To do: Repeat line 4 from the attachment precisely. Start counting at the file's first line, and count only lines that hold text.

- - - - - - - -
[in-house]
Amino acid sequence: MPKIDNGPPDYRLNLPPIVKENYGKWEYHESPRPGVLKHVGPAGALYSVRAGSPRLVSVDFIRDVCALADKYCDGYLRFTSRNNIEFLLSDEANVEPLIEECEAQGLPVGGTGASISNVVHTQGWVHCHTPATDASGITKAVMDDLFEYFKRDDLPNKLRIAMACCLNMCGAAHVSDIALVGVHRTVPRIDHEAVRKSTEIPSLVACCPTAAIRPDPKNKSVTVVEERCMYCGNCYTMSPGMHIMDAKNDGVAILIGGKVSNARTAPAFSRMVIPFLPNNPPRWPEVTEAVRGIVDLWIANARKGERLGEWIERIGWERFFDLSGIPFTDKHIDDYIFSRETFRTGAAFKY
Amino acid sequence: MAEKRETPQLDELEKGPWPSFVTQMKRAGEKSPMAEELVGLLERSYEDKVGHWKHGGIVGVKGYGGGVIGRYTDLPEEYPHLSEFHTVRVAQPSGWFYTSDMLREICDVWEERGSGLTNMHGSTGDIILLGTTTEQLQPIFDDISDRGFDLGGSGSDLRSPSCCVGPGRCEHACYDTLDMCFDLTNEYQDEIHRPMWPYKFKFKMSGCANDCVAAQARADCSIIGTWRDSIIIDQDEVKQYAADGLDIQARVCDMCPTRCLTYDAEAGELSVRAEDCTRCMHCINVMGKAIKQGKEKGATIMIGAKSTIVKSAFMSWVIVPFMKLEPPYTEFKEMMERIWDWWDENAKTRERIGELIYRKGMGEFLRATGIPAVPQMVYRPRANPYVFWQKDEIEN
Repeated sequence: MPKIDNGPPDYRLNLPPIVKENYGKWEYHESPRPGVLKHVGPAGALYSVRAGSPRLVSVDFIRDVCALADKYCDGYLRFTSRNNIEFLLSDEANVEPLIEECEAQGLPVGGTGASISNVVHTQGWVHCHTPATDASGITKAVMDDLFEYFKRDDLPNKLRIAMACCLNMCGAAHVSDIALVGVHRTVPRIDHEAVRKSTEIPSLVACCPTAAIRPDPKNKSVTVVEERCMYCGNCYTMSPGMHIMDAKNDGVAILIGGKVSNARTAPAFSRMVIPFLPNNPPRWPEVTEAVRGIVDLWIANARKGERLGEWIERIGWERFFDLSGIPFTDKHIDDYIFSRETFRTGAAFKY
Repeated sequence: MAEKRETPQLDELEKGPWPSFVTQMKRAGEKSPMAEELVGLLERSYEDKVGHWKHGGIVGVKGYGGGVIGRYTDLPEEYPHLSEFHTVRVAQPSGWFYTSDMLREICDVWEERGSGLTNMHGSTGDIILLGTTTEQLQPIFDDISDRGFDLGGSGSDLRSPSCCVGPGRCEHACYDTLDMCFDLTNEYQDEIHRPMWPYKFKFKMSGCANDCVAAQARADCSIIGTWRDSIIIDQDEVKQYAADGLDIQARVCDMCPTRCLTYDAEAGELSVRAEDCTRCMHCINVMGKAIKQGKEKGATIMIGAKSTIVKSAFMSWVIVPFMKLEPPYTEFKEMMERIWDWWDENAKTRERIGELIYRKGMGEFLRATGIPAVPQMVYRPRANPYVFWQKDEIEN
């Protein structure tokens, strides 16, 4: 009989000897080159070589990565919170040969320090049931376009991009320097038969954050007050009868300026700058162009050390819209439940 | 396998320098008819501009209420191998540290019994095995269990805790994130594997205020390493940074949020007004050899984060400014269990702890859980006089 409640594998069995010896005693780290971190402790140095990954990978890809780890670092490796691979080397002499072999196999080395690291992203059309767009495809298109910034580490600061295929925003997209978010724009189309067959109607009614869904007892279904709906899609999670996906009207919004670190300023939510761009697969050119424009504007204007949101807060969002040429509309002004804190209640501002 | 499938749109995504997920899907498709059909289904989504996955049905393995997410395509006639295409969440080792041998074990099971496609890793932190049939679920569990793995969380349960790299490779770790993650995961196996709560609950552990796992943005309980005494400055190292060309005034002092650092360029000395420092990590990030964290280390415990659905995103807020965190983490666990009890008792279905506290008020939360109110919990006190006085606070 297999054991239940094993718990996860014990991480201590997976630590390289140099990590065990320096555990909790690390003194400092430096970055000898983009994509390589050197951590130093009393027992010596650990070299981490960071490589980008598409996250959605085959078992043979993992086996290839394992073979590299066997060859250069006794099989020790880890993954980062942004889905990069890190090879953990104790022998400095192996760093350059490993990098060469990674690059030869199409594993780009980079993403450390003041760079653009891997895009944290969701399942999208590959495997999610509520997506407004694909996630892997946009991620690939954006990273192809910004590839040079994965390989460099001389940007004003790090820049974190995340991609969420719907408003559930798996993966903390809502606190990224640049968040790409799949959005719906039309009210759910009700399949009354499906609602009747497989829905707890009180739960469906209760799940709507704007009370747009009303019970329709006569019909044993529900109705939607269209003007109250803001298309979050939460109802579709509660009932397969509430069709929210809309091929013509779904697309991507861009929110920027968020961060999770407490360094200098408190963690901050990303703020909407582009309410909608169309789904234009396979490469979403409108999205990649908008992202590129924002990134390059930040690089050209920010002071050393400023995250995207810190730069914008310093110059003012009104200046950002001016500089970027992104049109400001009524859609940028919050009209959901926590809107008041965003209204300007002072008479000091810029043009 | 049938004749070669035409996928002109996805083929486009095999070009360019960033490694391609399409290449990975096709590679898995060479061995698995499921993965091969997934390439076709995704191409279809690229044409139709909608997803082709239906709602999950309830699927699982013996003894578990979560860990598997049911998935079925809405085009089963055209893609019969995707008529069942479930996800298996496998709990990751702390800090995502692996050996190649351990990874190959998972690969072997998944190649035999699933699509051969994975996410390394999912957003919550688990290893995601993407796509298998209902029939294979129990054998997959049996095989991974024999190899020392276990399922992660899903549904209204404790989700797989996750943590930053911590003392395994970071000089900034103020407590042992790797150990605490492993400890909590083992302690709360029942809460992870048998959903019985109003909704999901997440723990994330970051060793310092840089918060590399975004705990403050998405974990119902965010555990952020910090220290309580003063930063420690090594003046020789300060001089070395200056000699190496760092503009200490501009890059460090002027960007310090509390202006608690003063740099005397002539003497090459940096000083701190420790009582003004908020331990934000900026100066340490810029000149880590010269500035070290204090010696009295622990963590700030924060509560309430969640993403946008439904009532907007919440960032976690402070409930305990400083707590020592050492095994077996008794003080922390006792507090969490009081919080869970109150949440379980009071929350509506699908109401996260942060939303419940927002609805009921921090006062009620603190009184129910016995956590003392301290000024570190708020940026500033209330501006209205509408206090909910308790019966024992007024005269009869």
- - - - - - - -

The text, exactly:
Repeated sequence: MPKIDNGPPDYRLNLPPIVKENYGKWEYHESPRPGVLKHVGPAGALYSVRAGSPRLVSVDFIRDVCALADKYCDGYLRFTSRNNIEFLLSDEANVEPLIEECEAQGLPVGGTGASISNVVHTQGWVHCHTPATDASGITKAVMDDLFEYFKRDDLPNKLRIAMACCLNMCGAAHVSDIALVGVHRTVPRIDHEAVRKSTEIPSLVACCPTAAIRPDPKNKSVTVVEERCMYCGNCYTMSPGMHIMDAKNDGVAILIGGKVSNARTAPAFSRMVIPFLPNNPPRWPEVTEAVRGIVDLWIANARKGERLGEWIERIGWERFFDLSGIPFTDKHIDDYIFSRETFRTGAAFKY